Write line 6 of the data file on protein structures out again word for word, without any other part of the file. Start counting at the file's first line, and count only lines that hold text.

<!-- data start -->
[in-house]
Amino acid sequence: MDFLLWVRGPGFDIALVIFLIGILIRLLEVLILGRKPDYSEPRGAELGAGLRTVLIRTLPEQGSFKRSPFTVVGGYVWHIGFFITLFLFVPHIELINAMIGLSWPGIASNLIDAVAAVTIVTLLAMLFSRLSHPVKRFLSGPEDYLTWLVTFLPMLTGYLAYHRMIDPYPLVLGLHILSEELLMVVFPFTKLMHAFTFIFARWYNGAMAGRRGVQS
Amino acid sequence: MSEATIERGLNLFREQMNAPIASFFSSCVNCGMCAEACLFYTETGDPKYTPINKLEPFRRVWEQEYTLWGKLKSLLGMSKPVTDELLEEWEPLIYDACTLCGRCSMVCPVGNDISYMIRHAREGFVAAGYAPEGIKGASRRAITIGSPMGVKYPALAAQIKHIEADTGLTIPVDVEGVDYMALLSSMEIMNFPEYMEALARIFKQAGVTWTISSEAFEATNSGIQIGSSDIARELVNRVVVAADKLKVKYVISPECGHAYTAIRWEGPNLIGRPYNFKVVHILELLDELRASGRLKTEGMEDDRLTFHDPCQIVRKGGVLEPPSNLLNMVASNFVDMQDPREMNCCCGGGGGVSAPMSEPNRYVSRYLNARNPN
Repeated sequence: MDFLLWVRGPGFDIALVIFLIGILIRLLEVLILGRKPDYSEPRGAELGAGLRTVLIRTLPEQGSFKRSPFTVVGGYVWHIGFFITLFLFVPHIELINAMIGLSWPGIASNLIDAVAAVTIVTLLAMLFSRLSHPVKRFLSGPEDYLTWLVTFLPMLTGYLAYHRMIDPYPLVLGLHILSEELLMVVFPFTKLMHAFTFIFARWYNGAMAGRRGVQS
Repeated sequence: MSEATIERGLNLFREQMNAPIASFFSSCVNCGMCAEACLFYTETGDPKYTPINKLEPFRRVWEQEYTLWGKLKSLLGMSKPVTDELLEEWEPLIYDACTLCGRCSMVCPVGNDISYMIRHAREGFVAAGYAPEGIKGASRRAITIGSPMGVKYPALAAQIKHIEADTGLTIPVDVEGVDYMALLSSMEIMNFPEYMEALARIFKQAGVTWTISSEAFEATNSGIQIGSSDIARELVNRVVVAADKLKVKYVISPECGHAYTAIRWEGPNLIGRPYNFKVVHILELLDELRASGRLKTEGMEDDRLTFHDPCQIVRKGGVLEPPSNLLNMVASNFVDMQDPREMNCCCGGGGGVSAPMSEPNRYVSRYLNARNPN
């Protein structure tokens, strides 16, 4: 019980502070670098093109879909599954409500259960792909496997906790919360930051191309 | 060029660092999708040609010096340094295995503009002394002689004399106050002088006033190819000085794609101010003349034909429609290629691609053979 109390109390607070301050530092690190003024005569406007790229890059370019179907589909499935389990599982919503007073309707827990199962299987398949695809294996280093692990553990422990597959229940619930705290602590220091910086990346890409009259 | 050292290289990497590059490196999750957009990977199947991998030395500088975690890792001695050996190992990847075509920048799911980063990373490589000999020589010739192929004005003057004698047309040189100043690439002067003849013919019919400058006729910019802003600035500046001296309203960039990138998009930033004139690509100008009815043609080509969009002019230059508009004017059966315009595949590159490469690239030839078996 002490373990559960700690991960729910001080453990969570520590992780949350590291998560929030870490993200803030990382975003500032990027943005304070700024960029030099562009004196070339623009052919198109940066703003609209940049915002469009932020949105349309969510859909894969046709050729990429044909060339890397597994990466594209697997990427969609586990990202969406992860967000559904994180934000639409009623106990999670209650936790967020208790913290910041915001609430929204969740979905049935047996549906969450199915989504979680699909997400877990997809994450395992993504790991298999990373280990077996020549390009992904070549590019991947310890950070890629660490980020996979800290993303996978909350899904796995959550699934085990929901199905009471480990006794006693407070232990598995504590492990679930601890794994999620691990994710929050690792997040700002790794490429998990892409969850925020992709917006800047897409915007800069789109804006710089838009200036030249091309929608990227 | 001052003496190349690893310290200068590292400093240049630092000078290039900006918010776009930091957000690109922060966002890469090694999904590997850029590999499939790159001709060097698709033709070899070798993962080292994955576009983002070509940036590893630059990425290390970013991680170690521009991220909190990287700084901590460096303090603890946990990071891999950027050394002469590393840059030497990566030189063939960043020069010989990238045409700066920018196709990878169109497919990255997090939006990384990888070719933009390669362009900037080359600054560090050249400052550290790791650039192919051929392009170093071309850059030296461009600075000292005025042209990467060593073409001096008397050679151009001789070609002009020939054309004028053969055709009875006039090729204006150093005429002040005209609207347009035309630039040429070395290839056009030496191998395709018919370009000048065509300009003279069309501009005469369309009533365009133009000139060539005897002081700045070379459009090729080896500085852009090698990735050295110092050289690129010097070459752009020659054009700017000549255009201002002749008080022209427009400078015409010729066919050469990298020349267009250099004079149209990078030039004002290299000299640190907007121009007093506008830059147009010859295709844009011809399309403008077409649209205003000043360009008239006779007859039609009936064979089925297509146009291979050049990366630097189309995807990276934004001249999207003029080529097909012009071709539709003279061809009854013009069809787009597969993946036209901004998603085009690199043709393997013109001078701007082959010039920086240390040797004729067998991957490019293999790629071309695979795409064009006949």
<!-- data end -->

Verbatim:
């Protein structure tokens, strides 16, 4: 019980502070670098093109879909599954409500259960792909496997906790919360930051191309 | 060029660092999708040609010096340094295995503009002394002689004399106050002088006033190819000085794609101010003349034909429609290629691609053979 109390109390607070301050530092690190003024005569406007790229890059370019179907589909499935389990599982919503007073309707827990199962299987398949695809294996280093692990553990422990597959229940619930705290602590220091910086990346890409009259 | 050292290289990497590059490196999750957009990977199947991998030395500088975690890792001695050996190992990847075509920048799911980063990373490589000999020589010739192929004005003057004698047309040189100043690439002067003849013919019919400058006729910019802003600035500046001296309203960039990138998009930033004139690509100008009815043609080509969009002019230059508009004017059966315009595949590159490469690239030839078996 002490373990559960700690991960729910001080453990969570520590992780949350590291998560929030870490993200803030990382975003500032990027943005304070700024960029030099562009004196070339623009052919198109940066703003609209940049915002469009932020949105349309969510859909894969046709050729990429044909060339890397597994990466594209697997990427969609586990990202969406992860967000559904994180934000639409009623106990999670209650936790967020208790913290910041915001609430929204969740979905049935047996549906969450199915989504979680699909997400877990997809994450395992993504790991298999990373280990077996020549390009992904070549590019991947310890950070890629660490980020996979800290993303996978909350899904796995959550699934085990929901199905009471480990006794006693407070232990598995504590492990679930601890794994999620691990994710929050690792997040700002790794490429998990892409969850925020992709917006800047897409915007800069789109804006710089838009200036030249091309929608990227 | 001052003496190349690893310290200068590292400093240049630092000078290039900006918010776009930091957000690109922060966002890469090694999904590997850029590999499939790159001709060097698709033709070899070798993962080292994955576009983002070509940036590893630059990425290390970013991680170690521009991220909190990287700084901590460096303090603890946990990071891999950027050394002469590393840059030497990566030189063939960043020069010989990238045409700066920018196709990878169109497919990255997090939006990384990888070719933009390669362009900037080359600054560090050249400052550290790791650039192919051929392009170093071309850059030296461009600075000292005025042209990467060593073409001096008397050679151009001789070609002009020939054309004028053969055709009875006039090729204006150093005429002040005209609207347009035309630039040429070395290839056009030496191998395709018919370009000048065509300009003279069309501009005469369309009533365009133009000139060539005897002081700045070379459009090729080896500085852009090698990735050295110092050289690129010097070459752009020659054009700017000549255009201002002749008080022209427009400078015409010729066919050469990298020349267009250099004079149209990078030039004002290299000299640190907007121009007093506008830059147009010859295709844009011809399309403008077409649209205003000043360009008239006779007859039609009936064979089925297509146009291979050049990366630097189309995807990276934004001249999207003029080529097909012009071709539709003279061809009854013009069809787009597969993946036209901004998603085009690199043709393997013109001078701007082959010039920086240390040797004729067998991957490019293999790629071309695979795409064009006949």